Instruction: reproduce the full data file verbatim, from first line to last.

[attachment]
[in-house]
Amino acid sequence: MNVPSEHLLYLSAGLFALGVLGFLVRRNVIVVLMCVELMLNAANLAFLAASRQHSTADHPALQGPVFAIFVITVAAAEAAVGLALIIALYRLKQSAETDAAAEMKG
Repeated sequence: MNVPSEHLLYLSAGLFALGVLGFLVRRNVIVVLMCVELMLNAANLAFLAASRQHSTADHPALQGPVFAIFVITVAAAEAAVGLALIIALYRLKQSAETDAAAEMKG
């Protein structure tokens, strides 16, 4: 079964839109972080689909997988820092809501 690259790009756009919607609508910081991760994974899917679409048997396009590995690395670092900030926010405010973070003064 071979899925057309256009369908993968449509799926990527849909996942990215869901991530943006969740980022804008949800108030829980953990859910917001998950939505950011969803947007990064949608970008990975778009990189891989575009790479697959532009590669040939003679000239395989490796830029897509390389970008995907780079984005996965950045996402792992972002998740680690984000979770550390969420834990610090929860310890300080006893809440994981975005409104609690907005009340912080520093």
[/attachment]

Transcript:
[in-house]
Amino acid sequence: MNVPSEHLLYLSAGLFALGVLGFLVRRNVIVVLMCVELMLNAANLAFLAASRQHSTADHPALQGPVFAIFVITVAAAEAAVGLALIIALYRLKQSAETDAAAEMKG
Repeated sequence: MNVPSEHLLYLSAGLFALGVLGFLVRRNVIVVLMCVELMLNAANLAFLAASRQHSTADHPALQGPVFAIFVITVAAAEAAVGLALIIALYRLKQSAETDAAAEMKG
């Protein structure tokens, strides 16, 4: 079964839109972080689909997988820092809501 690259790009756009919607609508910081991760994974899917679409048997396009590995690395670092900030926010405010973070003064 071979899925057309256009369908993968449509799926990527849909996942990215869901991530943006969740980022804008949800108030829980953990859910917001998950939505950011969803947007990064949608970008990975778009990189891989575009790479697959532009590669040939003679000239395989490796830029897509390389970008995907780079984005996965950045996402792992972002998740680690984000979770550390969420834990610090929860310890300080006893809440994981975005409104609690907005009340912080520093």